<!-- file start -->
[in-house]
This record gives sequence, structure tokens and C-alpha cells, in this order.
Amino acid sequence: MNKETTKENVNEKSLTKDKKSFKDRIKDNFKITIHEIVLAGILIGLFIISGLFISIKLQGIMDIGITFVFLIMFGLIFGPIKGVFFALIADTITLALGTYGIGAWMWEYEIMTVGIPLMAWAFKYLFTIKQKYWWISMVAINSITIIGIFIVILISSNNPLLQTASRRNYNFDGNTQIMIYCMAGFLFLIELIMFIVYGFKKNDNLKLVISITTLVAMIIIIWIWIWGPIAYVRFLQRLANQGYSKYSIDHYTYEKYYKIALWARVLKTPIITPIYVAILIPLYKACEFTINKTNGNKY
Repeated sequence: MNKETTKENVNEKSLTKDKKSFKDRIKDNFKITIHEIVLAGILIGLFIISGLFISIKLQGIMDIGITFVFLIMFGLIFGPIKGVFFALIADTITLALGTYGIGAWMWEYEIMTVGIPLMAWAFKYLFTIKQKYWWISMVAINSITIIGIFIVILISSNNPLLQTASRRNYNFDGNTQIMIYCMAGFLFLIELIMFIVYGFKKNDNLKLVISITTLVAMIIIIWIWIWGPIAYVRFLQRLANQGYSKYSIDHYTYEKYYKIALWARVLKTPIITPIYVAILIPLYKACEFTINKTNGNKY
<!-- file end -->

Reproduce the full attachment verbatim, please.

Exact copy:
[in-house]
This record gives sequence, structure tokens and C-alpha cells, in this order.
Amino acid sequence: MNKETTKENVNEKSLTKDKKSFKDRIKDNFKITIHEIVLAGILIGLFIISGLFISIKLQGIMDIGITFVFLIMFGLIFGPIKGVFFALIADTITLALGTYGIGAWMWEYEIMTVGIPLMAWAFKYLFTIKQKYWWISMVAINSITIIGIFIVILISSNNPLLQTASRRNYNFDGNTQIMIYCMAGFLFLIELIMFIVYGFKKNDNLKLVISITTLVAMIIIIWIWIWGPIAYVRFLQRLANQGYSKYSIDHYTYEKYYKIALWARVLKTPIITPIYVAILIPLYKACEFTINKTNGNKY
Repeated sequence: MNKETTKENVNEKSLTKDKKSFKDRIKDNFKITIHEIVLAGILIGLFIISGLFISIKLQGIMDIGITFVFLIMFGLIFGPIKGVFFALIADTITLALGTYGIGAWMWEYEIMTVGIPLMAWAFKYLFTIKQKYWWISMVAINSITIIGIFIVILISSNNPLLQTASRRNYNFDGNTQIMIYCMAGFLFLIELIMFIVYGFKKNDNLKLVISITTLVAMIIIIWIWIWGPIAYVRFLQRLANQGYSKYSIDHYTYEKYYKIALWARVLKTPIITPIYVAILIPLYKACEFTINKTNGNKY